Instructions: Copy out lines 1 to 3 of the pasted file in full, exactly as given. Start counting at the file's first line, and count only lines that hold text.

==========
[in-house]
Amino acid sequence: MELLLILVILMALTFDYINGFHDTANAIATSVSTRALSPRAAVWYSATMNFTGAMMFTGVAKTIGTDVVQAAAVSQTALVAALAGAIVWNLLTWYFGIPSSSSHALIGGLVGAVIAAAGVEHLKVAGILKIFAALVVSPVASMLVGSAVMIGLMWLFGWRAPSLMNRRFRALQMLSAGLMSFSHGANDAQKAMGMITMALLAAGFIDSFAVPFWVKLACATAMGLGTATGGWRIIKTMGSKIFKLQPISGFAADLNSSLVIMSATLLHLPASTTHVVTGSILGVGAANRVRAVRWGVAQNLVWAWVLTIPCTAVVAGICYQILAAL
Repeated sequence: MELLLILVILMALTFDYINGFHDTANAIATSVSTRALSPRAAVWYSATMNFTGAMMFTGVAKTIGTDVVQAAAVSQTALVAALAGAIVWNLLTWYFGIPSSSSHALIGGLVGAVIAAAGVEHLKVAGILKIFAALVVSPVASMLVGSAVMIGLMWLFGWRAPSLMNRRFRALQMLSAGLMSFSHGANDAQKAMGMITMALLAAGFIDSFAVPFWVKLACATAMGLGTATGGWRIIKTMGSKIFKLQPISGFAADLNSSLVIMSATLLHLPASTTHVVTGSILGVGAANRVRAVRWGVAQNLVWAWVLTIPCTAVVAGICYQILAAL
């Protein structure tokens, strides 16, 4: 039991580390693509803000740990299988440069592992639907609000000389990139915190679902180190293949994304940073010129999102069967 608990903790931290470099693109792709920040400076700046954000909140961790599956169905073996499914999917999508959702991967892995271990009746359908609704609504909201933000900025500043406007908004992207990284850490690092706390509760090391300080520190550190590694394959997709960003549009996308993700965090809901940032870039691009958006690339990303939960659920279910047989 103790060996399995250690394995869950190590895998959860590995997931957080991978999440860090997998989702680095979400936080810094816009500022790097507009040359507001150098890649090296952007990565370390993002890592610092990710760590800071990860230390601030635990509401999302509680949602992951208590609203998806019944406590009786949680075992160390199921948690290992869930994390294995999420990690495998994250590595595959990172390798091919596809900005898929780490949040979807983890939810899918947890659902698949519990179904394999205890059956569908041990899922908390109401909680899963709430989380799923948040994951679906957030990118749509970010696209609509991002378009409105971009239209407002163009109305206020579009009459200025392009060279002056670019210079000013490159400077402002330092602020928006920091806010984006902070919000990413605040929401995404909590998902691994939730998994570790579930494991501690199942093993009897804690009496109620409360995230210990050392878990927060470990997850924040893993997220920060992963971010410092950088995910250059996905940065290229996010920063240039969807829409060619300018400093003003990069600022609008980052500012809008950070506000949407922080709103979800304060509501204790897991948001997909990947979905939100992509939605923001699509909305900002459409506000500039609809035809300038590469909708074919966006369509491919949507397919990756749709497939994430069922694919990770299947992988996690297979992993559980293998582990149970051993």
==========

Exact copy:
[in-house]
Amino acid sequence: MELLLILVILMALTFDYINGFHDTANAIATSVSTRALSPRAAVWYSATMNFTGAMMFTGVAKTIGTDVVQAAAVSQTALVAALAGAIVWNLLTWYFGIPSSSSHALIGGLVGAVIAAAGVEHLKVAGILKIFAALVVSPVASMLVGSAVMIGLMWLFGWRAPSLMNRRFRALQMLSAGLMSFSHGANDAQKAMGMITMALLAAGFIDSFAVPFWVKLACATAMGLGTATGGWRIIKTMGSKIFKLQPISGFAADLNSSLVIMSATLLHLPASTTHVVTGSILGVGAANRVRAVRWGVAQNLVWAWVLTIPCTAVVAGICYQILAAL
Repeated sequence: MELLLILVILMALTFDYINGFHDTANAIATSVSTRALSPRAAVWYSATMNFTGAMMFTGVAKTIGTDVVQAAAVSQTALVAALAGAIVWNLLTWYFGIPSSSSHALIGGLVGAVIAAAGVEHLKVAGILKIFAALVVSPVASMLVGSAVMIGLMWLFGWRAPSLMNRRFRALQMLSAGLMSFSHGANDAQKAMGMITMALLAAGFIDSFAVPFWVKLACATAMGLGTATGGWRIIKTMGSKIFKLQPISGFAADLNSSLVIMSATLLHLPASTTHVVTGSILGVGAANRVRAVRWGVAQNLVWAWVLTIPCTAVVAGICYQILAAL